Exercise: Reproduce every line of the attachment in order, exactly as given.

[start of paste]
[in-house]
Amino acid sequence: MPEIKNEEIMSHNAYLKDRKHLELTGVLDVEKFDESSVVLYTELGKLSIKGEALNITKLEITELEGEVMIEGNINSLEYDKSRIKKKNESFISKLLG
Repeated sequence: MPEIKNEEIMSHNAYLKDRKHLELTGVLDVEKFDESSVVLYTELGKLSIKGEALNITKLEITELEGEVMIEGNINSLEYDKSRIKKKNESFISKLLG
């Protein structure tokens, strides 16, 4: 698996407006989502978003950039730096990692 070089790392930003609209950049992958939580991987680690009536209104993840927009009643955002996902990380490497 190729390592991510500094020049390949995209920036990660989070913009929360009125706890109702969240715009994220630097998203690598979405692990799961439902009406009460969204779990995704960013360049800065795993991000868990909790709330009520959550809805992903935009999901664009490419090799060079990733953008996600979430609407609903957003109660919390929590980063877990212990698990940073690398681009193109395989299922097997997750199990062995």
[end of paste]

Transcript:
[in-house]
Amino acid sequence: MPEIKNEEIMSHNAYLKDRKHLELTGVLDVEKFDESSVVLYTELGKLSIKGEALNITKLEITELEGEVMIEGNINSLEYDKSRIKKKNESFISKLLG
Repeated sequence: MPEIKNEEIMSHNAYLKDRKHLELTGVLDVEKFDESSVVLYTELGKLSIKGEALNITKLEITELEGEVMIEGNINSLEYDKSRIKKKNESFISKLLG
């Protein structure tokens, strides 16, 4: 698996407006989502978003950039730096990692 070089790392930003609209950049992958939580991987680690009536209104993840927009009643955002996902990380490497 190729390592991510500094020049390949995209920036990660989070913009929360009125706890109702969240715009994220630097998203690598979405692990799961439902009406009460969204779990995704960013360049800065795993991000868990909790709330009520959550809805992903935009999901664009490419090799060079990733953008996600979430609407609903957003109660919390929590980063877990212990698990940073690398681009193109395989299922097997997750199990062995």